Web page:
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Guest Dave Hall

Tyneside Scottish and Irish Brigades

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Guest Dave Hall

I am currently studying history at Sunderland University, and am in the Process of producing my dissertation. This is a study of the Tyneside Scottish and Tyneside Irish Brigades (20th to 27th Northumberland Fusiliers, part of the 34th Division) and their assault on La Boisselle on July 1st 1916.

I am searching for first hand accounts, diaries, letters, photographs and general information regarding these units and this action.

Any help received would be very gratefully recieved as I'm getting stressed with the workload!!

Dave Hall

david.l.hall@blueyonder.co.uk

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Conor Dodd

You should have a look at The First Day on the Somme lots of information and accounts. ISBN 0-141-39071-9

Conor

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Terry Carter

Pen & Sword Books, Barnsley have published two books in their "Pals" series. Tyneside Scottish and Tyneside Irish. They are worth getting if you have not seen them.

Regards

Terry

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Tim Birch

Dave

You may know that the remains of Private George J Nugent 22/1306 (aged 28) 22nd (Tyneside Scottish), Northumberland Fusiliers who was posted missing during the attack on La Boiselle on 1/7/16 were discovered where he had lain for some 80 years, on the rim of the Lochnagar Crater at the end of the last century.

He was re-buried on 1st July 2000 at Ovillers CWGC Cemetery with full military honours. Grave ref 1.A.26A

I was one of hundreds of British who attended the very moving funeral which was held on a beautiful summer's day, with the air full of skylarks, just as they had been on that terrible day all that time ago. Were there any other forum members there?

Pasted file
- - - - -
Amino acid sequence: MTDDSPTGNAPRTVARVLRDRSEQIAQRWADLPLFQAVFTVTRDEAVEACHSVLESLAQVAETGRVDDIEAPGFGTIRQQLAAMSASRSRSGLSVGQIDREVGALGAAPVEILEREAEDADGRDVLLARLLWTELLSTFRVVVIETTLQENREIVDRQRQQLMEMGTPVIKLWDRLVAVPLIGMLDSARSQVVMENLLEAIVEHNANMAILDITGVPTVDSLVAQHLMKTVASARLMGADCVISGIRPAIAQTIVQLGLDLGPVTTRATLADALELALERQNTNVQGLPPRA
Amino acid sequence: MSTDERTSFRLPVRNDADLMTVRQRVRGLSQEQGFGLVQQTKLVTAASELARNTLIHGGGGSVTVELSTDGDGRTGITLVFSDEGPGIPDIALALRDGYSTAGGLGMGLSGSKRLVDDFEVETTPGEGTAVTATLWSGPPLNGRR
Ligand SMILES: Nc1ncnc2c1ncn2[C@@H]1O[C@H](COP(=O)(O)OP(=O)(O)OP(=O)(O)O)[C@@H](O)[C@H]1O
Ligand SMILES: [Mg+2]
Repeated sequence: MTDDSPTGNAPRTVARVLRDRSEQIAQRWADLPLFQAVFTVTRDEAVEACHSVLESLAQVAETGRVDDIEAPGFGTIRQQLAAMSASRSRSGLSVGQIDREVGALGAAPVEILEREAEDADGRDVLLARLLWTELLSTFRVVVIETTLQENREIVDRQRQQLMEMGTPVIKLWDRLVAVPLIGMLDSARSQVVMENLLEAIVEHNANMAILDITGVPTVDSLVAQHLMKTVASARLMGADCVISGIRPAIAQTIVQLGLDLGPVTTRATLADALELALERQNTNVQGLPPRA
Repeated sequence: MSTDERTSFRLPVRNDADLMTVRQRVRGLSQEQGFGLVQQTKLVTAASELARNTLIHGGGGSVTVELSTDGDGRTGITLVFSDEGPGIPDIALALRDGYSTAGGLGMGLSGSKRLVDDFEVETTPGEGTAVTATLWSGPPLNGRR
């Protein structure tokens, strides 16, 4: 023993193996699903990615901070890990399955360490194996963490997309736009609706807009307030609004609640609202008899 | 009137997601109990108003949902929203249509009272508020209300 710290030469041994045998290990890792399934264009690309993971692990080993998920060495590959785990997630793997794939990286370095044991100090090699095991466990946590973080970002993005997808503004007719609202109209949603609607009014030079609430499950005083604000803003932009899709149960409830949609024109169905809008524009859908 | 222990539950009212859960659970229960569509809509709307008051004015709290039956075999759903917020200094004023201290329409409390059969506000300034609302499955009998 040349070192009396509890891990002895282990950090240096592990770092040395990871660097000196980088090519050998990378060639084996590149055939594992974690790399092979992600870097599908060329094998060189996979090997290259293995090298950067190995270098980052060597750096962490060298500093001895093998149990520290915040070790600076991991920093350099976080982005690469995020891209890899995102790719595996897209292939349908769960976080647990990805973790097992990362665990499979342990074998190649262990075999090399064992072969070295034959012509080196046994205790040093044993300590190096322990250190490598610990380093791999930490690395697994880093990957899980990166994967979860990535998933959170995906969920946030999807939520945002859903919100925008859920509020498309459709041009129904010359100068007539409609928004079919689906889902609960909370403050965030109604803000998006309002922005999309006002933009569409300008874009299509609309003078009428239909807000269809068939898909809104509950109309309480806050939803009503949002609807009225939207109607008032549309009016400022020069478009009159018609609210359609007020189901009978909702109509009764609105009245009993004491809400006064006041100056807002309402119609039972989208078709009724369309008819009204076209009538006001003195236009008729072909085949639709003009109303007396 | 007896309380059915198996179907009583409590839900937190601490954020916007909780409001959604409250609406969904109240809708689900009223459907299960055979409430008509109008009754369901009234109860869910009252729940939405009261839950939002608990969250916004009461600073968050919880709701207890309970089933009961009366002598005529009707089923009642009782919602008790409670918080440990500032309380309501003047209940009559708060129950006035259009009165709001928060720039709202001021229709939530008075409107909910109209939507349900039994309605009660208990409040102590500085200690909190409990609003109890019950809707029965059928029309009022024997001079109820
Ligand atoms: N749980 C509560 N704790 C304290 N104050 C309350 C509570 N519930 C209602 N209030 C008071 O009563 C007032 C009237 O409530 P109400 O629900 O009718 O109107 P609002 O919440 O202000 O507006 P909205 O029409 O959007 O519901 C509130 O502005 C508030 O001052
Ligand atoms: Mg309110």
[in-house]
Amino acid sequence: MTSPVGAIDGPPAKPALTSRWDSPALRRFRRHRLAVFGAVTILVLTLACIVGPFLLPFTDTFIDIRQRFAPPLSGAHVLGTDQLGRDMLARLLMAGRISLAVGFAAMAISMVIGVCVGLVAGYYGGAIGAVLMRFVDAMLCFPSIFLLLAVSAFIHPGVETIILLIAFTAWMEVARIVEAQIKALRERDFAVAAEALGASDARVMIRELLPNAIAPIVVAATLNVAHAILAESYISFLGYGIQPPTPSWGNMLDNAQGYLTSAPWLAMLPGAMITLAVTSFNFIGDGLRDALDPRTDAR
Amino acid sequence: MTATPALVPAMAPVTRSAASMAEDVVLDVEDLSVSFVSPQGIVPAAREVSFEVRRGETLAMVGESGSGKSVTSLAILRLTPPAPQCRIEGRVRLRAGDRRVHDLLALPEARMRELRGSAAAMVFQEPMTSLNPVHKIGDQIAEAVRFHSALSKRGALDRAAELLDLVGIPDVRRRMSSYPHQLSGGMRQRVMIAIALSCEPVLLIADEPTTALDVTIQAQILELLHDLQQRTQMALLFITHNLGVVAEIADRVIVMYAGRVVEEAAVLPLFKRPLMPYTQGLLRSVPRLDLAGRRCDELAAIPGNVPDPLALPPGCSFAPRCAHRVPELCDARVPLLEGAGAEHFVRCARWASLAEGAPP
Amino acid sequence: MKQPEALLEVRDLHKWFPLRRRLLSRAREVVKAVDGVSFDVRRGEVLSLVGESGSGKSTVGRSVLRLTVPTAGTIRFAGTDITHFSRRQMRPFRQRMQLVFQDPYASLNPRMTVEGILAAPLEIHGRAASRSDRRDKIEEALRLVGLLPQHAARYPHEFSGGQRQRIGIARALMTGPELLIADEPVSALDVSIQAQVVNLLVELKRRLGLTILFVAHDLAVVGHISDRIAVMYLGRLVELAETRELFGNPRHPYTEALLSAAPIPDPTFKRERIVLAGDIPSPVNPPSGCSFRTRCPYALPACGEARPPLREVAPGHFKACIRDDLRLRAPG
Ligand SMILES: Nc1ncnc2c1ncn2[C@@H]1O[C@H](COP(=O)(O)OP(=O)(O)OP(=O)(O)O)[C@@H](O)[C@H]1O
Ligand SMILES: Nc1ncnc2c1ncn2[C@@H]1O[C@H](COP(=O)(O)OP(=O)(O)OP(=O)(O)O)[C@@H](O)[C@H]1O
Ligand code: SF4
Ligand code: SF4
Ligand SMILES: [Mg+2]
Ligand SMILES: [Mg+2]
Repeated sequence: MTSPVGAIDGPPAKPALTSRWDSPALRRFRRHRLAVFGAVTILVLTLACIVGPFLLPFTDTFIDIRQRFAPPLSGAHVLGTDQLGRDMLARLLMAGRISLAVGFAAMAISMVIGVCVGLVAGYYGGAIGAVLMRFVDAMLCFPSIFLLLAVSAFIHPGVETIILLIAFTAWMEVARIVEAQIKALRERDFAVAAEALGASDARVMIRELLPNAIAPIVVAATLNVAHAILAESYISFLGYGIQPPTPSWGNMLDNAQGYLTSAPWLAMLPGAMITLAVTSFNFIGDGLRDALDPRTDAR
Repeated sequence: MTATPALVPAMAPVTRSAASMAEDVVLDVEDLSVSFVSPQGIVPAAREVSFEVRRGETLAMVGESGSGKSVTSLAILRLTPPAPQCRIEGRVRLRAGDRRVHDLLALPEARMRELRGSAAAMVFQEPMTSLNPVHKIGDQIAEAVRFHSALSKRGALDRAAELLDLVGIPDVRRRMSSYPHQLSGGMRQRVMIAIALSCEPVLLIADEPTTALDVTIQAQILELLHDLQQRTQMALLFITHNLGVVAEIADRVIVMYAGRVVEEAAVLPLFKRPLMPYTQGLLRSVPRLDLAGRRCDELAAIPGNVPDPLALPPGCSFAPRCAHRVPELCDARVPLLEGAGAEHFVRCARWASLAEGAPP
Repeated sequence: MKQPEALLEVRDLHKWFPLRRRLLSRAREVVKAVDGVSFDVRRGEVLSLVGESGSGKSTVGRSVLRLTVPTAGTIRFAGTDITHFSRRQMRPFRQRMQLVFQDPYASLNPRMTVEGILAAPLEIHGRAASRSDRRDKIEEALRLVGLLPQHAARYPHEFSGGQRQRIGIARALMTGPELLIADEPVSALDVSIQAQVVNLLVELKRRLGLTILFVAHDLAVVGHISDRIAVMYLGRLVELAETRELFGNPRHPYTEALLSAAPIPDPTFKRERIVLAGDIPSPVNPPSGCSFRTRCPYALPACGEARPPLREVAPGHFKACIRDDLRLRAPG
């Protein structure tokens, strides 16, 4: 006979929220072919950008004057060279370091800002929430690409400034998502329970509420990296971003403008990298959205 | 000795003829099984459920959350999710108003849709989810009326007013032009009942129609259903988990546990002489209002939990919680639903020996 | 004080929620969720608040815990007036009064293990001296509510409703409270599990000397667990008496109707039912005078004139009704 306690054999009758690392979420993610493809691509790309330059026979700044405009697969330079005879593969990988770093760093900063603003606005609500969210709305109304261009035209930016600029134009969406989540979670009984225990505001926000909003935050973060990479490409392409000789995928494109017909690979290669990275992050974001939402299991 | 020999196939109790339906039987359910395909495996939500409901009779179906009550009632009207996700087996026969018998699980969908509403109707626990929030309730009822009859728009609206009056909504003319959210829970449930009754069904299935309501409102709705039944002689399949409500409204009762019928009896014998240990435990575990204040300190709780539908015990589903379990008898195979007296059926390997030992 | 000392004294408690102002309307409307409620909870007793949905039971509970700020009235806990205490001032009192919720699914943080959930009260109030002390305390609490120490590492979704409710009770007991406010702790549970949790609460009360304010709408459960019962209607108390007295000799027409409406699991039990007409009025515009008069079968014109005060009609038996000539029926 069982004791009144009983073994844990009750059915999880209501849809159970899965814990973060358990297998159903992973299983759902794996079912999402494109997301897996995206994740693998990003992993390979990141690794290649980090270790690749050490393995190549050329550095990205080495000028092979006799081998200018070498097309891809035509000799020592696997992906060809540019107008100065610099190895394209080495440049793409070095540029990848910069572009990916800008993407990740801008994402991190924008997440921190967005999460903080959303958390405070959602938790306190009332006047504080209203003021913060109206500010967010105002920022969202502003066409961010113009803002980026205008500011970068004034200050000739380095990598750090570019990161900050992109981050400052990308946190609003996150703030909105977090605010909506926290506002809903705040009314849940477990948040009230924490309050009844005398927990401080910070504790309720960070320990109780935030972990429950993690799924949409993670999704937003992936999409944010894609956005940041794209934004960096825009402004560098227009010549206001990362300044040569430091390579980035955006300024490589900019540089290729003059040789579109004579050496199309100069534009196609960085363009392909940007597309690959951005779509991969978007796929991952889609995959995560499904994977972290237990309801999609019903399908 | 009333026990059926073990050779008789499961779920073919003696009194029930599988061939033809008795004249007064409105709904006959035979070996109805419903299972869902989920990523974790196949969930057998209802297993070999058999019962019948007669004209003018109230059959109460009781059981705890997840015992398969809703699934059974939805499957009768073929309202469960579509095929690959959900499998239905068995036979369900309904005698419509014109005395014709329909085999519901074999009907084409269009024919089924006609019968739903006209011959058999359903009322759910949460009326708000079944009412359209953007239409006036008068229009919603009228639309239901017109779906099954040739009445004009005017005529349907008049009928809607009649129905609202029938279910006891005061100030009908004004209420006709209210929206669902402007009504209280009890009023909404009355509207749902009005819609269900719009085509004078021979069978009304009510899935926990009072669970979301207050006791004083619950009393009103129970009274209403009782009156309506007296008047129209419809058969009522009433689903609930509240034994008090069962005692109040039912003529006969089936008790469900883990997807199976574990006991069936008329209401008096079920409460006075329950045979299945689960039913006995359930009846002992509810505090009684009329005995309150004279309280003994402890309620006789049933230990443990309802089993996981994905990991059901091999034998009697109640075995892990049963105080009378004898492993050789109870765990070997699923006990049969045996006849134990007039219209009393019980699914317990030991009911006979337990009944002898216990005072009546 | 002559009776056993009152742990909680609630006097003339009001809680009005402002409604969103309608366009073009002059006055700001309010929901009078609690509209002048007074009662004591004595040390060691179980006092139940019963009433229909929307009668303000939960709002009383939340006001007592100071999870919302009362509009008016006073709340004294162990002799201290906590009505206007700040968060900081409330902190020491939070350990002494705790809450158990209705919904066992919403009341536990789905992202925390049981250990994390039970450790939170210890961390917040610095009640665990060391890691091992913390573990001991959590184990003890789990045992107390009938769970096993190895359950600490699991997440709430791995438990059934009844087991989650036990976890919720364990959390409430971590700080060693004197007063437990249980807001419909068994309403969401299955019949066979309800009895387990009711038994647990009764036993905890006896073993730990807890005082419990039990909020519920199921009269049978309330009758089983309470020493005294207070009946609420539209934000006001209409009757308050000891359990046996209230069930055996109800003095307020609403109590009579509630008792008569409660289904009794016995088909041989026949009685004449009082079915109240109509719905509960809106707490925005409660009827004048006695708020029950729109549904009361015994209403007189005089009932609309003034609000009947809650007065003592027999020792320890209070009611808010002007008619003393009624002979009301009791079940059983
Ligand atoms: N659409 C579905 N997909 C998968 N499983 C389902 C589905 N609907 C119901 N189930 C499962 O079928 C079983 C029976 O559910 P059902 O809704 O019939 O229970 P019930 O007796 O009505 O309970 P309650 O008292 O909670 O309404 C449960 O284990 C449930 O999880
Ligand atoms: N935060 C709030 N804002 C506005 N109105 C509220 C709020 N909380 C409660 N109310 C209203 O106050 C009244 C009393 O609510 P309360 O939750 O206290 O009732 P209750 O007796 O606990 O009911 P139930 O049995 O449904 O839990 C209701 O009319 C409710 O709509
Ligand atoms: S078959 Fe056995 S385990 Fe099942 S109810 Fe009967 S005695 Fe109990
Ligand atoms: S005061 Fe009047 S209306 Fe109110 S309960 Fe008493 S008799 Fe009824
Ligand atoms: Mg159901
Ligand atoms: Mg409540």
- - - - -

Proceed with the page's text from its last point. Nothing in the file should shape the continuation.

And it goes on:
Tim

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Conor Dodd

There are 2 articles on Tom Morgan's site about George Nugent if you want to read them. Hellfire Corner

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Greenwoodman

Yes, I was there Tim, and I agree it was a most moving experience. I re-visited the cemetery some hours after the event, to find it deserted, the large number of wreathes being the only sign that a special occasion had taken place.

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Jim_Grundy

Tim

I was at Ovillers for Nugent's funeral. It was indeed quite an experience.

Jim

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Hedley Malloch

John Sheen is the guy to talk to. I think he wrote the Pen and Sword books on TI and TS and he is the best-informed man I know on TS and TI. He was the first bloke to use IT to analyse battalion membership by the personal characteristics of the soldiers. He did this in the late 80s/early90s; he put up all eight batallions of TS and TI on an early version of Excel. If you could get a hold of his data-base ... .

He used to do a talk round the WFA branches on the TS and TI. Amongst the many things he discovered was that only 6% of the TI were first generation Irish. There were big problems for the TS and TI to make their numbers so the recruitment net was widely cast. One company was raised in North Ormesby; others were recruited from as far afield as Workington and Liverpool. Of great interest were the 30 or so recruits from the Arab community in South Shields who because of their origin were known as 'smoked geordies'. Nothing is known about them.